With contributions written by leading experts in the field, this volume explores the dialogue between Archaic and Classical Greek epigrams and their readers. The authors examine questions surrounding the identity of the speakers and the addressees. They also discuss the spatial, religious, historical and political contexts of epigram, as well as aspects of intertextuality, poetic variation and the creation of epigrammatic sub-genres. Collectively the volume demonstrates that the dominant view of epigram as a genre that became literary and artistic only in the Hellenistic period has to be revised. Archaic and Classical Greek epigrams did not simply serve the objects they describe but also demonstrate a high degree of aesthetic and literary achievement. This volume breaks new ground in the study of the genre and is important for scholars of classics, archaeology, epigraphy and papyrology.
• Includes an extended bibliography to aid ideas for further reading • A full translation of the Greek is given to broaden the scope of the readership and help those with little or no knowledge of the language • Provides an introduction to the history of scholarship within Ancient Greek epigram and therefore provides an overview of the subject as a whole
Introduction Manuel Baumbach, Andrej Petrovic and Ivana Petrovic; Part I. Contextualisation; Section 1. Speaking and Reading: The Dialogue between Epigram and Passerby: 1. Speaker and addressee in early Greek epigram and lyric Thomas A. Schmitz; 2. The passerby in Archaic and Classical epigram Michael A. Tueller; 3. Voice in sepulchral epigrams: some remarks on the use of first and second person in sepulchral epigrams and a comparison with lyric poetry Gert Vestrheim; Section 2. Art and Viewing: The Spatial Context: 4. Epigrams in Archaic art: the 'Chest of Kypselos' Barbara E. Borg; 5. The Callimachus monument on the Athenian Acropolis (CEG 256) and Athenian commemoration of the Persian Wars Catherine M. Keesling; 6. 'Dialectics at a Standstill': Archaic kouroi-cum-epigram as I-Box Katharina Lorenz; Section 3. Epigram and Performance: The Religious Context: 7. Life in a line. A reading of dedicatory epigrams from the Archaic and Classical periods William D. Furley; 8. Observations on the dedicatory and sepulchral epigrams and their early history Catherine Trümpy; Section 4. Propaganda and Memorial: The Historical and Political Context: 9. Epigrams on the Persian Wars: monuments, memory and politics Carolyn Higbie; 10. True lies of public epigrams Andrej Petrovic; Section 5. Generic and Literary Contexts: The Rise and Reception of Epigramatic Subgenera: 11. Heroic epitaphs of the Classical age. The Aristotelian Peplos and beyond Kathryn Gutzwiller; 12. The origin of epigrams on 'Speaking Objects' Rudolf Wachter; Part II. Literarization – From Stone to Book; Section 1. Losing Context: Intertextuality and Poetic Variation: 13. Language and interpretation in Greek epigram Richard Hunter; 14. Typologies of variation on a theme in Archaic and Classical metrical inscriptions Marco Fantuzzi; Section 2. Inventing Contexts: Ecphrasis and Narration: 15. Epigram as narration Ewen Bowie; 16. Ecphrasis in fits and starts? Down to 300 BC Jon Steffen Bruss; Bibliography; Indices.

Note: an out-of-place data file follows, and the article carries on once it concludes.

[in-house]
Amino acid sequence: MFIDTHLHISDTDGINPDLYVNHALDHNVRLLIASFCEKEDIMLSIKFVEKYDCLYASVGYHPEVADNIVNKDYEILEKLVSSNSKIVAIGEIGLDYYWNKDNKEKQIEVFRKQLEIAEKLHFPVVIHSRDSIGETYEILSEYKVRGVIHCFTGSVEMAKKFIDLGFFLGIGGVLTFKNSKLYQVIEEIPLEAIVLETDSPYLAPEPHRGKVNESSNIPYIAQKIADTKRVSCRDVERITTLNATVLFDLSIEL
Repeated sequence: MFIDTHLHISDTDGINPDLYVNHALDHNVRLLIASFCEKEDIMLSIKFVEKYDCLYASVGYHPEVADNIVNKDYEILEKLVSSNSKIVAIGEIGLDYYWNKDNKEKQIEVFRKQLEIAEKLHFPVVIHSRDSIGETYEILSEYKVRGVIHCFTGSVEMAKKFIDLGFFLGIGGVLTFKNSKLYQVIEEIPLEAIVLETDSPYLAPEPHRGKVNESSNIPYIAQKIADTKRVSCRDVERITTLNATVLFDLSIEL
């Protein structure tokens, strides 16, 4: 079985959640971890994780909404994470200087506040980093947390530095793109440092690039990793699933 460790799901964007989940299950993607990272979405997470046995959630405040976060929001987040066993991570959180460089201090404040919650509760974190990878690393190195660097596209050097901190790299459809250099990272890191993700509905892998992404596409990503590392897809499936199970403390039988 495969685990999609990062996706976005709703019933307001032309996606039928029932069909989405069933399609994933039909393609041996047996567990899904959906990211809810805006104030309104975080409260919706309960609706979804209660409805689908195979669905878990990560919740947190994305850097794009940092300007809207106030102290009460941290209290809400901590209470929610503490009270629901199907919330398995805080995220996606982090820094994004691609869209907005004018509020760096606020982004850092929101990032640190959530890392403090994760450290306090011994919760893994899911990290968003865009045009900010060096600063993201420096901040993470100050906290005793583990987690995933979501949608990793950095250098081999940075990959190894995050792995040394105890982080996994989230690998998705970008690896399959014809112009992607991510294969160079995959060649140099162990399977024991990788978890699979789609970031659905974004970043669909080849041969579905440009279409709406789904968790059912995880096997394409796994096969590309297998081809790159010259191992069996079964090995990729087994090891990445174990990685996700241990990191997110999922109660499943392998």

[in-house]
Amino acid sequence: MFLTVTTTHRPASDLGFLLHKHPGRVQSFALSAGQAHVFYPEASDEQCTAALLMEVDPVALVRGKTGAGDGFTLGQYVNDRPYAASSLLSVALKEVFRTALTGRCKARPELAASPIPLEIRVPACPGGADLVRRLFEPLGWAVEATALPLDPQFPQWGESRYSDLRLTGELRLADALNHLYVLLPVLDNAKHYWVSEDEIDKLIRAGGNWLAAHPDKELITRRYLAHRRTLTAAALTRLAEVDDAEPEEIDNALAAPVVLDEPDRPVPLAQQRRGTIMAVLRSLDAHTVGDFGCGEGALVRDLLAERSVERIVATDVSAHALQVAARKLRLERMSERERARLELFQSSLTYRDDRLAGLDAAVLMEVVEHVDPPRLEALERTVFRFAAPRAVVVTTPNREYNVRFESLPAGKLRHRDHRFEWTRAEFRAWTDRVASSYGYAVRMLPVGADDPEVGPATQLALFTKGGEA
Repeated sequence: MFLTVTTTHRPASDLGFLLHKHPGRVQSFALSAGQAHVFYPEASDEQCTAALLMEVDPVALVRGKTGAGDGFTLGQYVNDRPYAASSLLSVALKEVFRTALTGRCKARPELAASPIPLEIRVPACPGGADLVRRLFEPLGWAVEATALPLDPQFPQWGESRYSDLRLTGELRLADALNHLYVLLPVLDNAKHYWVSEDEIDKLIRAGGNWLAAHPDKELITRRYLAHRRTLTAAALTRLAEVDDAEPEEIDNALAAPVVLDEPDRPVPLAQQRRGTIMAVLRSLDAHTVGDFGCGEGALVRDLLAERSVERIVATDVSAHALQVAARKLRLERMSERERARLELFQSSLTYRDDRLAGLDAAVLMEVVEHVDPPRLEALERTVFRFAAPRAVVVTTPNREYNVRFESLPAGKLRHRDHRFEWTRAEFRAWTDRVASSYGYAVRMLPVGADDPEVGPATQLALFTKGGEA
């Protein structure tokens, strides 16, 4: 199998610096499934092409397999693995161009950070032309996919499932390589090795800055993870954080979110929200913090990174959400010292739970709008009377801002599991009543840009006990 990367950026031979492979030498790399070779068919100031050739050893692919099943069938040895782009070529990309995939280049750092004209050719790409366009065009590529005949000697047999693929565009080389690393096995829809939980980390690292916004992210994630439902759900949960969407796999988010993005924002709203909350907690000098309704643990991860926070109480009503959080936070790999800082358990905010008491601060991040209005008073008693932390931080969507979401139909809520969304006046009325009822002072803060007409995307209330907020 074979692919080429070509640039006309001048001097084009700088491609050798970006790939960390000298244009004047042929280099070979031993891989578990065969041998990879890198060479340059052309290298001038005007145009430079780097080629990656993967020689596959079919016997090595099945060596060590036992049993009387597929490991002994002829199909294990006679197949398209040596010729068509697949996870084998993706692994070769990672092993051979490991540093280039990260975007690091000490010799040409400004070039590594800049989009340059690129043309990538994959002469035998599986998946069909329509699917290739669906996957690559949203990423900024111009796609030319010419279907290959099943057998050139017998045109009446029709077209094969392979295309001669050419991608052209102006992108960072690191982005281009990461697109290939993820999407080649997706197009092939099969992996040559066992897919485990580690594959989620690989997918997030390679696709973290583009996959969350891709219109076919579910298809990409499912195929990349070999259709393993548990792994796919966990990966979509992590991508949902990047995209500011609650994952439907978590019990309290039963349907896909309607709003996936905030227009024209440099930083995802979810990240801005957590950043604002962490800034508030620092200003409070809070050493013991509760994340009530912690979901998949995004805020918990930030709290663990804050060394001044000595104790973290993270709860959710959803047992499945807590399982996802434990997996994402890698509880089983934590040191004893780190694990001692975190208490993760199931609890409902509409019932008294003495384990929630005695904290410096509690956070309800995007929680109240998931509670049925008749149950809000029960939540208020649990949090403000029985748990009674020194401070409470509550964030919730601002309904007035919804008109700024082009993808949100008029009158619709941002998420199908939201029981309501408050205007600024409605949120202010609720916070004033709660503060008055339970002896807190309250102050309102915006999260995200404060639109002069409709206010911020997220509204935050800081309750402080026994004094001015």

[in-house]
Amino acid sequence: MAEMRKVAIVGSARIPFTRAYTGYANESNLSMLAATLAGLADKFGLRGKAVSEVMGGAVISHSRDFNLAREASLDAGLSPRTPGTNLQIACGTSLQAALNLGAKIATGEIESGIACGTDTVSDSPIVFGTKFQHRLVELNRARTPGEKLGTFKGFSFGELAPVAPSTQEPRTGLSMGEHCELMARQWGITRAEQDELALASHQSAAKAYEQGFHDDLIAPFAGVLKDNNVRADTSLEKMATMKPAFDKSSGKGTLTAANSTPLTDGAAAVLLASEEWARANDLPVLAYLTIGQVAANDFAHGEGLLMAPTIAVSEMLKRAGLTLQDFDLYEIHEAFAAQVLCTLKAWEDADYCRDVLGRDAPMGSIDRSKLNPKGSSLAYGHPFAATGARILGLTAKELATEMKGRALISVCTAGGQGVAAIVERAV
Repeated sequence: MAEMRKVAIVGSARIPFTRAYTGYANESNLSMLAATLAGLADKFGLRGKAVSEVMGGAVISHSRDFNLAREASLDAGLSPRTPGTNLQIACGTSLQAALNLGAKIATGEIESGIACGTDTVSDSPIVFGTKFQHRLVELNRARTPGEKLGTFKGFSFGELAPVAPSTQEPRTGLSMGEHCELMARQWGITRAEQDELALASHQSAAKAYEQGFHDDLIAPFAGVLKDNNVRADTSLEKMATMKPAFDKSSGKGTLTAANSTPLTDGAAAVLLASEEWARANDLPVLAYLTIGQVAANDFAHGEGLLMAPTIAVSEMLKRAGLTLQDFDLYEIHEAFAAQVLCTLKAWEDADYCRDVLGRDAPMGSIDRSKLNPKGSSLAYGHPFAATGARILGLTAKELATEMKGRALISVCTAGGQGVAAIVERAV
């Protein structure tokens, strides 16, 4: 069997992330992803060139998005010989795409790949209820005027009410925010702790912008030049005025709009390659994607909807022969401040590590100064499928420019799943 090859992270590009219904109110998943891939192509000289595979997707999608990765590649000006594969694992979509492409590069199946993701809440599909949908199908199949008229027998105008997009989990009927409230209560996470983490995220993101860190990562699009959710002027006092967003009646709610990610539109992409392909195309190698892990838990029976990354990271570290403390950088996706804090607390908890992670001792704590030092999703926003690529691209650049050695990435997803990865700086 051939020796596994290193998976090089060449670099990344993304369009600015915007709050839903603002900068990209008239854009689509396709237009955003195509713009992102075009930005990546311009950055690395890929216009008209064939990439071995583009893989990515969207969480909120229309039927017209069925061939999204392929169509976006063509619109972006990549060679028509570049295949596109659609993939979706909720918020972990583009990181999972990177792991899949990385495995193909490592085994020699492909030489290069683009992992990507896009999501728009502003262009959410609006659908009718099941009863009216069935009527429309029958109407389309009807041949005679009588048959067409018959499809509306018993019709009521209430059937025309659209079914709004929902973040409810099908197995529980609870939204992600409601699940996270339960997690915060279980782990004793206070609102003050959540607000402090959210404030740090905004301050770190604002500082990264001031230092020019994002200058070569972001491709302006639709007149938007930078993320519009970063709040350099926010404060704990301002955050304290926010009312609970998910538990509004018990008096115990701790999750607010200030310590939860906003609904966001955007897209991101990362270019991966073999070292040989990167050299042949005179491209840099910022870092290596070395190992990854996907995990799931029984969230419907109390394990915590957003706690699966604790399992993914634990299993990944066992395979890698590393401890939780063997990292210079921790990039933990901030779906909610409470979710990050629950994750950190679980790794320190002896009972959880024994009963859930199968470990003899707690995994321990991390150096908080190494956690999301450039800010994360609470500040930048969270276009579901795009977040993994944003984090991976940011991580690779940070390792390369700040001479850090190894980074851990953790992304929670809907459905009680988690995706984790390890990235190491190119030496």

'All in all, the interdisciplinary approach of this collection of essays will make it useful for those working in a wide range of fields, from archaeology to epigraphy, from ancient history to literature.' Bryn Mawr Classical Review